As we proceed, words will be only a part of personal ministry. When we think about discipleship and counseling, we tend to focus on our words. While gospel ministry requires us to speak, it always involves more than our words. In fact, many “one anothers” in the New Testament do not involve our words at all (and some require us not to use words!). Here’s just a sample:
Outdo one another in showing honor – Romans 12:10
Rejoice and weep with one another – Romans 12:15
Show physical affection for one another – Romans 16:16
Care for one another – 1 Corinthians 12:25
Be kind to one another – Ephesians 4:32
Forgive one another – Ephesians 4:32
Submit to one another – Ephesians 5:21
Bear with one another – Colossians 3:13
Seek good for one another – 1 Thessalonians 5:15
Pray for one another 1 Timothy 2:1
Be hospitable to one another – 1 Peter 4:9
Regardless of how formal or informal your relationship is, self-sacrificial service should be a part of all discipleship, mentoring, and counseling.
Speaking in Love
While personal ministry is more than words, it certainly isn’t less. We are called to speak the truth in love in all our personal ministry. When Paul describes how the church is built up, he puts it this way:
Speaking the truth in love, we are to grow up in every way into him who is the head, into Christ, from whom the whole body, joined and held together by every joint with which it is equipped, when each part is working properly, makes the body grow so that it builds itself up in love. (Ephesians 4:15-16)
Speaking the truth in love will take different forms. Sometimes this speaking will take the form of affirmation, recognizing the godly thoughts and behaviors in the disciple’s life and affirming their godly character. Sometimes this speaking will take the form of confrontation, recognizing the sinful thoughts and behaviors in the disciple’s life and calling them to repentance. And sometimes this speaking will take the form of giving hope, simply reminding them that no matter how badly they are hurting or how fiercely they are struggling, there is always hope in Christ.
Gospeling in Love
This leads us to the final piece of discipleship, counseling, and mentoring: applying the gospel to the heart of another person (“gospeling” for short). Gospeling involves three essential components. First, to apply the gospel to someone’s heart we must help them see why they need the gospel afresh. This usually involves identifying how their struggle is motivated by self-worship, or by putting something or someone ahead of God in their thoughts, emotions, or actions. When we realize that the problem is not just that we are sinning, but that we are worshiping something other than God, we see that the problem is greater than we realized.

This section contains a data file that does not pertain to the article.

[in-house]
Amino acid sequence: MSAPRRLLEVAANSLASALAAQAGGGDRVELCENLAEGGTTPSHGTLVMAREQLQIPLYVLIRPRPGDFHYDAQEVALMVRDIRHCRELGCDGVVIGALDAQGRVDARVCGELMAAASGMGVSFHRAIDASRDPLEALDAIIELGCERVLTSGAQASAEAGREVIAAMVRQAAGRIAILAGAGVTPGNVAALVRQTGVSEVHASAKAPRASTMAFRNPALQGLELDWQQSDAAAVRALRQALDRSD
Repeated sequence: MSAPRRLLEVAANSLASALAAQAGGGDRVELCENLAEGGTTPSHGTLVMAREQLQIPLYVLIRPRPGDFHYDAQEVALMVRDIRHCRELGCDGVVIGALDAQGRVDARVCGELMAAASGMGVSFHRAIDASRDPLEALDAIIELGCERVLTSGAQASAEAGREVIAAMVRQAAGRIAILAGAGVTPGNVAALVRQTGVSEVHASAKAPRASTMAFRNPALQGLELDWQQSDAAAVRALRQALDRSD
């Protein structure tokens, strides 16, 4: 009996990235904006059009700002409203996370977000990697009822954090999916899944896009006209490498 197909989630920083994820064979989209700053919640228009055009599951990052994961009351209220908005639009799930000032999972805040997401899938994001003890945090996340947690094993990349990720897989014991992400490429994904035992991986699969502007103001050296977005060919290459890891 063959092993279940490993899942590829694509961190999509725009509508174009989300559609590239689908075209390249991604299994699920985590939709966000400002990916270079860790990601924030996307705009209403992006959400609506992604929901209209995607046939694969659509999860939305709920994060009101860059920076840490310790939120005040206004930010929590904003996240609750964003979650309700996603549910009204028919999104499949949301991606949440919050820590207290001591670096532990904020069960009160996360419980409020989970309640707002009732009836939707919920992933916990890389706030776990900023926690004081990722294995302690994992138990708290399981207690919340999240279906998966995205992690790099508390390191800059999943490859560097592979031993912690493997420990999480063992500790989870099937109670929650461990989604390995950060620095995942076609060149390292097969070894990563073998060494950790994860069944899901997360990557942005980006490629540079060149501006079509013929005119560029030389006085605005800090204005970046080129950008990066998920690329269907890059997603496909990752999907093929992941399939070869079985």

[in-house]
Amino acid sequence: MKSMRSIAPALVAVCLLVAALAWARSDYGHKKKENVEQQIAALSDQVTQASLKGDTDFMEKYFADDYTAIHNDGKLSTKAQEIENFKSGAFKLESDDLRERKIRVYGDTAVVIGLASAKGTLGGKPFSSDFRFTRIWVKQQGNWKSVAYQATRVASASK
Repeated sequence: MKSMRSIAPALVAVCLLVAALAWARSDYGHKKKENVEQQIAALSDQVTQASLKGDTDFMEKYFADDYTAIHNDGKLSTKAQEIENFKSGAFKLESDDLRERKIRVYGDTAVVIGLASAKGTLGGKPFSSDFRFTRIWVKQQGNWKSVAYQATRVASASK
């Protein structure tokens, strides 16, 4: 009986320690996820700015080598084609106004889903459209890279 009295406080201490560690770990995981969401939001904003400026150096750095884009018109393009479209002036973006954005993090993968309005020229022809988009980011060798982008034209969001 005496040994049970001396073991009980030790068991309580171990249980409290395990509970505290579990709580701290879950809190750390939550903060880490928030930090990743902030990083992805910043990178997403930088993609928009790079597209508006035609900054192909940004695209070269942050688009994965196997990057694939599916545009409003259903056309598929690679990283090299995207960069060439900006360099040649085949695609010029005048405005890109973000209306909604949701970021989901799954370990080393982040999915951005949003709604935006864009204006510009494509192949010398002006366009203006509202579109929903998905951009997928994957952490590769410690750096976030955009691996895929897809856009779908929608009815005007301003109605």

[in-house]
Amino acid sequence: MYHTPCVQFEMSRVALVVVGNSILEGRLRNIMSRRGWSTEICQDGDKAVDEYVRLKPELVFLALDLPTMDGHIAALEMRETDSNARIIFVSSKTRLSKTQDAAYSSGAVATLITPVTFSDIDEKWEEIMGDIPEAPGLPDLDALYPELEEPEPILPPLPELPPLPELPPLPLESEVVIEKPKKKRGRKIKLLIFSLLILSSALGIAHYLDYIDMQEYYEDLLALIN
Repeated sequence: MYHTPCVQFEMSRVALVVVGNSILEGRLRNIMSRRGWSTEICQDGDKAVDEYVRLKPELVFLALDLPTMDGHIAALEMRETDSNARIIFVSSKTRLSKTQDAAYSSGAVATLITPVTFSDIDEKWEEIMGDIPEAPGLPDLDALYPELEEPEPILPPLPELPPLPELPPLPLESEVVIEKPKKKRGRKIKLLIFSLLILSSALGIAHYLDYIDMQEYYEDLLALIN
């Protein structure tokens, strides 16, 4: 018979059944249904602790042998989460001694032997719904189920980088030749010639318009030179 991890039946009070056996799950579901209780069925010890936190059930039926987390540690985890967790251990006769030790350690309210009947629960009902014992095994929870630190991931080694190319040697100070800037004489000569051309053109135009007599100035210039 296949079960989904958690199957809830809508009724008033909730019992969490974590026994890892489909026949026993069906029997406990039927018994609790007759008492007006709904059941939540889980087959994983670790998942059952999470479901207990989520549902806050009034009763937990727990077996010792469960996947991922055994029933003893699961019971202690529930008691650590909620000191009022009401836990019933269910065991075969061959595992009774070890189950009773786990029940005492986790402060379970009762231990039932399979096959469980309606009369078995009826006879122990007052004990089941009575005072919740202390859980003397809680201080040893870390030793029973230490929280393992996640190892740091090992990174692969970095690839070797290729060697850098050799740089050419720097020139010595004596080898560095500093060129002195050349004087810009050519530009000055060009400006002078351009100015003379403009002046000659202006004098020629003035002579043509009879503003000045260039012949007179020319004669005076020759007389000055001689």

When we see that the problem is greater than we realized, we then have the opportunity to see that God’s grace is also bigger than we ever imagined. So secondly we remind the disciple of gospel truths. Who is God? What has he done? Who has he made us to be in Christ? Just because a disciple knows the answers to these questions doesn’t mean we shouldn’t repeat them. We all need reminders of the gospel if we want to see hearts transformed.
Finally, after repeating gospel truth, we then need to instruct in gospel commands. We ought to call them to repentance and obedience in light of the gospel and point them to the specific places in scripture that should guide their thoughts and behavior. We cannot truly love someone without showing them the path forward in Christlikeness.
In fact, we can’t truly love someone without manifesting each of these aspects of personal ministry. To say that God calls each of us to personal ministry is to say that God calls each of us to lovingly know, lovingly serve, lovingly speak to, and lovingly gospel the people God has placed in our lives. As we do, we are obeying his call to make disciples.
Scott serves the church by overseeing leadership, development, global ministries, and counseling/discipleship